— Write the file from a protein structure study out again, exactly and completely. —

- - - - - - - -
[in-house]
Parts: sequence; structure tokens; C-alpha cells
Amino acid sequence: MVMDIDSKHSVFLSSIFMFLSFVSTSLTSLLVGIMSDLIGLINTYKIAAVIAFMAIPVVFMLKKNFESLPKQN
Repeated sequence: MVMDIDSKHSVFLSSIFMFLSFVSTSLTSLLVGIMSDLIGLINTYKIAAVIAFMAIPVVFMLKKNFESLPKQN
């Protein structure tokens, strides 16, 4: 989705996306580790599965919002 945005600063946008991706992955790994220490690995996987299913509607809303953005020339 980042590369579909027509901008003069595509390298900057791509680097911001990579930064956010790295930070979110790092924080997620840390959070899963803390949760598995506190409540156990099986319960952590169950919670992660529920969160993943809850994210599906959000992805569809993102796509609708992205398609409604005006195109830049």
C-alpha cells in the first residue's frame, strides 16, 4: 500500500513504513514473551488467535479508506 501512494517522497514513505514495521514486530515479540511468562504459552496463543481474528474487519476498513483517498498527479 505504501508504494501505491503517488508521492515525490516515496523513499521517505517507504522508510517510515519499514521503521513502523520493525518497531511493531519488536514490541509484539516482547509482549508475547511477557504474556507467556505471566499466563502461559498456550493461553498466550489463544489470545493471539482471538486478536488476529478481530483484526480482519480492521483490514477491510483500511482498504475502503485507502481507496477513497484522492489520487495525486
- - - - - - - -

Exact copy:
[in-house]
Parts: sequence; structure tokens; C-alpha cells
Amino acid sequence: MVMDIDSKHSVFLSSIFMFLSFVSTSLTSLLVGIMSDLIGLINTYKIAAVIAFMAIPVVFMLKKNFESLPKQN
Repeated sequence: MVMDIDSKHSVFLSSIFMFLSFVSTSLTSLLVGIMSDLIGLINTYKIAAVIAFMAIPVVFMLKKNFESLPKQN
């Protein structure tokens, strides 16, 4: 989705996306580790599965919002 945005600063946008991706992955790994220490690995996987299913509607809303953005020339 980042590369579909027509901008003069595509390298900057791509680097911001990579930064956010790295930070979110790092924080997620840390959070899963803390949760598995506190409540156990099986319960952590169950919670992660529920969160993943809850994210599906959000992805569809993102796509609708992205398609409604005006195109830049």
C-alpha cells in the first residue's frame, strides 16, 4: 500500500513504513514473551488467535479508506 501512494517522497514513505514495521514486530515479540511468562504459552496463543481474528474487519476498513483517498498527479 505504501508504494501505491503517488508521492515525490516515496523513499521517505517507504522508510517510515519499514521503521513502523520493525518497531511493531519488536514490541509484539516482547509482549508475547511477557504474556507467556505471566499466563502461559498456550493461553498466550489463544489470545493471539482471538486478536488476529478481530483484526480482519480492521483490514477491510483500511482498504475502503485507502481507496477513497484522492489520487495525486